Sportive – lessons learnt (and forgotten lessons re-learnt)

Looks like it’s back to the bike after July’s ultra

After Sunday’s sportive, I postponed the usual Monday morning gym session. I was interested to see how the knee would be when I got up and was pleasantly surprised to find no ill effects.

The sportive was a fascinating example of doing almost everything wrong, but getting away with it. Especially interesting, as its a rather hilly and normally testing sportive but with the wind and cold this year it became – to use the most common, repeatable, description used by folks I saw finish – ‘brutal’.

I’ve ridden outside for just 140km (under 90 miles) this year and not done much on the turbo either. That left me very underprepared for the 112km (70 miles) sportive. To look on the bright side, it would have been so disappointing to have arrived at the start in great shape, intending to go a fast time – and then be entirely thwarted by the weather.

Although it was very hard, the main consequence of riding only 100km (62 miles) on my ‘proper’ bike beforehand was that my backside was not properly hardened for the strip of carbon fibre I call a saddle.

We got away late in the window allowed for starting, which meant we saw very few chains of cyclists that we might have been able to join to share the work into the wind. Although three of us set off together one shot off ahead and the other did the longer route so I cycled with him for 30km (about 19 miles) and then 51 miles (82km) alone.

I took 750ml of water and several oat bars and gels with me. I drank about 250ml and ate nothing. Before starting I’d had two oat bars and half a cup of coffee. It was so cold I wasn’t exactly sweating – but that doesn’t quite seem to be enough food or fluid.

It looks like just about everyone suffered in terms of time – mine was good enough for 1st in the over 60s category (and 4th overall) but was only 30 minutes inside my best for the longer distance which is an extra 20 miles (32km).

I like to get good advice but am stubborn enough to want to go with my own view until I end up proving that I was wrong and so validate the advice. My recent experiences have demonstrated that I am no sort of athlete but am almost within reach of ‘barely adequate’ (for an old bloke) at running and cycling.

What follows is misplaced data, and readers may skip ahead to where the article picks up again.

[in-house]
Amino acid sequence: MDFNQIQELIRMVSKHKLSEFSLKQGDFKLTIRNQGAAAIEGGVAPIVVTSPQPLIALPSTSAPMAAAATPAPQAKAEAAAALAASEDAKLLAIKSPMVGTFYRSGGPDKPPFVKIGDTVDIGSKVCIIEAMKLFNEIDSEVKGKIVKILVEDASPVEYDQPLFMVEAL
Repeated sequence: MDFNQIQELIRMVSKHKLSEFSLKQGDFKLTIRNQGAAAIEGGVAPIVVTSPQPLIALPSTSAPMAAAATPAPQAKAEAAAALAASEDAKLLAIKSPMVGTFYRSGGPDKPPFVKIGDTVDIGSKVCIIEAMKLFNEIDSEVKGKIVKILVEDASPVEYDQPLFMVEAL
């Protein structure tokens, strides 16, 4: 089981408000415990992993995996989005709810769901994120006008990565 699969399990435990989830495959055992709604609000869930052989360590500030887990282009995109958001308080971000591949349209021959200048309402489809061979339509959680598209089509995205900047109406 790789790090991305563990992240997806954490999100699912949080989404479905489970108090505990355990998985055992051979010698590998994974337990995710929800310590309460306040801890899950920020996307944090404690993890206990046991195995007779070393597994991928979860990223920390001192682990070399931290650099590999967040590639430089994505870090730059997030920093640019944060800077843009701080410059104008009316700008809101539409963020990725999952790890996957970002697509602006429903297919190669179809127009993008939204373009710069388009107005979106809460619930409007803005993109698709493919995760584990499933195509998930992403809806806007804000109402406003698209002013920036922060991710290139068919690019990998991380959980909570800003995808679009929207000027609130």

However, to get better at the running I need to run more – and the knee may not be up to that. On the other hand, cycling doesn’t seem to come with as many inevitable injury prospects (in the absence of falling off).

To demonstrate my pig-headedness I do plan to do July’s ultra marathon (on a reduced training schedule) as some friends want to do some sponsorship for a charity we support and it’s a proper challenge. After that I’ll be limiting the running and going back to cycling as the main hobby and fitness regime. Thanks Jim and the Unironedman.

As this is a post outside the normal weekly routine, just one bit of Interesting stuff (early) this week

African wise words: You must attend to your business with the vendor in the market, and not to the noise of the market

9 thoughts on “Sportive – lessons learnt (and forgotten lessons re-learnt)

  1. unironedman

    Well, you’re still a glass-half-full man, despite the repeated attempts to do down your great work 😉
    Let’s give ourselves – if not some credit – at least some slack. It’s been a hell of a year. The fitness gig is really quite the luxury when we look at what’s going on around the world. But it’s still nice to be able to do it, and do it well, and feel like we’ve given it an honest go. But a year of yo-yoing in and out of lockdowns has really knocked the wind out of our sails, so I think we need to factor that in before we start keel-hauling ourselves.
    And as for running: too many miles (and indeed, junk miles) are not much use at our age (I’m going to proffer a modest 50+ and leave it at that). But there’s a lot to be gained by throwing in some speed work, fartlek, intervals, repeats, etc. In other words, less overall mileage but good return for the investment. I liken it to the gym. I don’t like the gym so I reason that if I am going to be in there, I may as well do something useful. Otherwise, what’s the point?
    P.S. Yes, not enough fuel on the bike 😉

    Liked by 3 people

    1. The Omil Post author

      Thank you. After what the world’s gone (going) through, being fit and healthy is indeed something of a blessing. Perhaps my lesson is ‘carry on doing what you can do and want to do but don’t forget that age might have a say in how much of it gets done’.

      Liked by 1 person

      1. The Omil Post author

        Not exactly a literary giant to challenge Mr Thomas, but ‘You can’t help getting older, but you don’t have to get old’ (George Burns). I’m with Dylan and don’t plan to go gentle into that good night.

        Liked by 1 person

  2. bgddyjim

    My buddy, Mike is a pure runner who’s knees are shot. He says he’d trade his bikes in in a second if he could run again. I know what you’re going through. Whatever the case, I hope you find happy and enjoy it all.

    Agree with the UIM… Need more fuel on the bike. Mileage like that needs a banana, an oat bar and a gel… and a Coke!!! Can’t forget the ice-cold Coke.

    Liked by 2 people

    1. The Omil Post author

      It’s odd – it never feels like I bonk and I don’t eat because I don’t want to … but i’m sure that you are right in saying that I do need it. I think the knees will allow me to carry on running – but perhaps with a bit more common sense and a bit less ambition.

      Liked by 2 people


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